My list of possibilities really brightened up after I contacted my local CNIB and Abilities Council and found out about computers and accommodative software.

It was so exciting! I had a lot to learn though. All I knew about computers was how to push the button, and that if a computer didn't work, restarting it often fixed the problem (like hitting the side of the TV to make it work).

I enthusiastically learned to use JAWS and the Kurzweil 1000 scanning and reading programs. I was so excited that I often stayed up late into the night reading books with the computer. I hadn't realized how much I had missed reading, even though I listened to books on tape. With the aid of this technology,

I found the courage to apply to the university to take a counselling degree. I was very excited when I was accepted into the counselling program.

I found that taking classes as a blind person, however, was very much different from when I was sighted. I wasn't able to see notes written on the board or on overheads. I could take notes, but I couldn't see well enough to read them. I could read textbooks and articles with the aid of my computer, but it took a lot of time.

I struggled with the obstacles I encountered daily, and gradually developed a system that worked for me. I bought a tape recorder, and obtained permission from each professor to tape lectures. I taped each class, then transcribed the tapes onto my talking computer at home, and saved the notes on the computer for review later. My teachers agreed to provide me with written copies of notes and overheads to take home to put through my scanner.

In addition, I discovered that the university offered services for students with disabilities. I used these services for writing exams the office arranged for volunteers to read exams and transcribe answers for me. This system worked well, but sometimes it was frustrating because everything took so much longer to do than when I was sighted. I was persistent though, since I knew if I did not stick it out, I would end up feeling bored and useless watching TV at home again. After four years, I completed the requirements for a Masters Degree in Counselling Psychology.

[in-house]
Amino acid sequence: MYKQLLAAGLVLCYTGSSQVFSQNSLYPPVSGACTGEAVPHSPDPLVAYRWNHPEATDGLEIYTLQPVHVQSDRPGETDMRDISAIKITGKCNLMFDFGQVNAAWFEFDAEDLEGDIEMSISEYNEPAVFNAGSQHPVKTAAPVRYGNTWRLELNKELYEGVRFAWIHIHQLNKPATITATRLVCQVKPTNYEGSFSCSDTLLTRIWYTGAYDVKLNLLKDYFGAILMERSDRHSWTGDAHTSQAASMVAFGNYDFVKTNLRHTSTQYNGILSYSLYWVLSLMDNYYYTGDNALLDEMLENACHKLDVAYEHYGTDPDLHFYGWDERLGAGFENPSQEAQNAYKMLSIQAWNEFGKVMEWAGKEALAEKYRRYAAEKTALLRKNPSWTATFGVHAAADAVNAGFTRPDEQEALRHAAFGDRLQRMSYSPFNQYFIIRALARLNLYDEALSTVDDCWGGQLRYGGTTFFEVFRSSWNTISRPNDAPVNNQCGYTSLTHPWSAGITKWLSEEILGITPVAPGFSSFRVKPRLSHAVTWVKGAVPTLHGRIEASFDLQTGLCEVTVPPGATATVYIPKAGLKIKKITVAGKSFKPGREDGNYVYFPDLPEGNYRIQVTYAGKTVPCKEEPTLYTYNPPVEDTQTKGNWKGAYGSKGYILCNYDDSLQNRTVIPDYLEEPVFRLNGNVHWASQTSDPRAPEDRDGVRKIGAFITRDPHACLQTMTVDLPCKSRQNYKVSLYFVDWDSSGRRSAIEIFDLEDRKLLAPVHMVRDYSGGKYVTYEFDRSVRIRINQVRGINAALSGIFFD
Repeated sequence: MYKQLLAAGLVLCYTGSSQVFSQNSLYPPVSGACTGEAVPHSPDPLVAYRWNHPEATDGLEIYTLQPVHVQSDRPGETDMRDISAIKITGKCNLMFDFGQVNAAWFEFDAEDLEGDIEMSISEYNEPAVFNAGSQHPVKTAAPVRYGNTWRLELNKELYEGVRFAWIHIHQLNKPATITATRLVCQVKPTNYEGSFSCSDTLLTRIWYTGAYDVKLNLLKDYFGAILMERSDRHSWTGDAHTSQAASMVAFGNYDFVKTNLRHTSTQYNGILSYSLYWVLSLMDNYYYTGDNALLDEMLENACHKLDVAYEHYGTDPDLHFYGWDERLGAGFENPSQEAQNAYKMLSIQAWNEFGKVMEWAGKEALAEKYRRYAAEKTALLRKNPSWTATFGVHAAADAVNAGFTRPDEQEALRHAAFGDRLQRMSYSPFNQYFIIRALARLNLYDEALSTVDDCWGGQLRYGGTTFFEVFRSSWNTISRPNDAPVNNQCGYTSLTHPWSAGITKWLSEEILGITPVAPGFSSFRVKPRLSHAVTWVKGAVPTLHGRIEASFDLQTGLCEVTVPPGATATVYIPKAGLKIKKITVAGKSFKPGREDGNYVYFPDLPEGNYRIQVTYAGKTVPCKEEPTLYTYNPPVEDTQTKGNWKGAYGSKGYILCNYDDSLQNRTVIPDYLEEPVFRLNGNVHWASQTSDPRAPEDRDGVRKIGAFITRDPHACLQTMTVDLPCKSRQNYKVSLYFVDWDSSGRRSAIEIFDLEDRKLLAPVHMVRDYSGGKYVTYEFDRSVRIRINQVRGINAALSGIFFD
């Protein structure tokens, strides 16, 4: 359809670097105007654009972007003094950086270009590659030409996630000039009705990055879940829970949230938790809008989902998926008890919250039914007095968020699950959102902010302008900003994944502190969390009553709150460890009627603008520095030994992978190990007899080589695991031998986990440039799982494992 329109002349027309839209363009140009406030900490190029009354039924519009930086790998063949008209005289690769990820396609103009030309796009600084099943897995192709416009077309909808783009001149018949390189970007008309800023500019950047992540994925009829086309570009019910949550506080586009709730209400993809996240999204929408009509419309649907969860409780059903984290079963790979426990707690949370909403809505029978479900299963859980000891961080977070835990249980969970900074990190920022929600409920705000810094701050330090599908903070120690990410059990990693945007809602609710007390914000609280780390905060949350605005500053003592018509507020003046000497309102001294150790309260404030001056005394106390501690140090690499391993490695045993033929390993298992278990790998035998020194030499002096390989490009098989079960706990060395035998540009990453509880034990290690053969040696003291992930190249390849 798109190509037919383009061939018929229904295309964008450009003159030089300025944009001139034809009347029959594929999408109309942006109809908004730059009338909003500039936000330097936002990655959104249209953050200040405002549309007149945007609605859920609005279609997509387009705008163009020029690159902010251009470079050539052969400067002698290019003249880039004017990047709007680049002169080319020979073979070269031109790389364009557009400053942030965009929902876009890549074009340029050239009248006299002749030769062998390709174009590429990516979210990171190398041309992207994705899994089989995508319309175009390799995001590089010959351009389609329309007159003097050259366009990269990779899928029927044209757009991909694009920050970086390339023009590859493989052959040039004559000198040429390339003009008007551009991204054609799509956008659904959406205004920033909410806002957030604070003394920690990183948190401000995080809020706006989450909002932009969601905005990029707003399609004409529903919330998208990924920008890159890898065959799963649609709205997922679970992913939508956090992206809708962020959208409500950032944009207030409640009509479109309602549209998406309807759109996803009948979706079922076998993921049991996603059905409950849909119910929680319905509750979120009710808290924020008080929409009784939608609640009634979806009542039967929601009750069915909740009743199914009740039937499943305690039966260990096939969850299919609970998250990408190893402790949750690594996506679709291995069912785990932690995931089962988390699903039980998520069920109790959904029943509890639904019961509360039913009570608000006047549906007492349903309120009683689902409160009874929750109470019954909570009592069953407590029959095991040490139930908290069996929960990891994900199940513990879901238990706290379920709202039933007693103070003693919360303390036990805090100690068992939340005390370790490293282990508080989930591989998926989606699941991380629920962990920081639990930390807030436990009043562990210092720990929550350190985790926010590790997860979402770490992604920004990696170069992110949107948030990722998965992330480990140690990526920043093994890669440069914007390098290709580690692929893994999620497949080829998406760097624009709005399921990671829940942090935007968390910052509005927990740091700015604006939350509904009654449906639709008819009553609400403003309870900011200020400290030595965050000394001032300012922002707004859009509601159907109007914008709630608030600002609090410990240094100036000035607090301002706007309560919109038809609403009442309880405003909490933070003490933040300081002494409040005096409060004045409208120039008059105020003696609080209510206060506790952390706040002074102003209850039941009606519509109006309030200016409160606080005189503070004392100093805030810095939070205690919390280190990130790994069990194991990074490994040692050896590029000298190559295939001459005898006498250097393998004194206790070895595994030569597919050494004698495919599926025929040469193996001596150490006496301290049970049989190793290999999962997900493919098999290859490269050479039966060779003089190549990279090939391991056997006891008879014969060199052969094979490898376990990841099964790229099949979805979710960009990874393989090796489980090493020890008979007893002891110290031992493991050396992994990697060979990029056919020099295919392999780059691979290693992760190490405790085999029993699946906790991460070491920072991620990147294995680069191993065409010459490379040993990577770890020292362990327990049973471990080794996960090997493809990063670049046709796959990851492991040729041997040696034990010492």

My next hurdle was to find a job. Not surprisingly, there weren't many agencies willing to hire a blind middle-aged woman who hadn't worked for 14 years.

I applied to numerous agencies, answered many advertisements, even got a few interviews, but after seven months I still did not have a job. This was very discouraging, but I did not give up.

Through the grapevine, I found out about an office with an opening for a physician/counsellor, and immediately investigated. Since then, I have re-activated my medical license and have set up my own counselling practice as a physician at that office.

Right now, I am in the process of working out ways of dealing with obstacles related to my vision impairment. I have purchased a computer, JAWS, and a scanner for my office. These help me to read mail and to keep records of my work. I developed a system for typing out my notes and saving them on disks in files, with a hard paper copy in case something happens to the disks. I use braille labels on files so that I can keep track of them myself. After losing almost everything imaginable in my office one or more times, I have organized it so that everything has a place. Now, I can usually find what I want.

I get to and from work by getting rides with my husband, on buses, or in taxis. For the most part, this works well (except when there is extreme cold or blizzards, both of which happened in my first month of work). When delays occur, I have a cell phone, and can keep in contact with my children and get them to start supper when necessary.

I am really enjoying returning to work part-time. The work is fulfilling, and it was quite wonderful to receive a paycheque for the first time in 14 years.

As I overcome various obstacles, I gain confidence, which I can use to deal with difficulties that may arise in the future.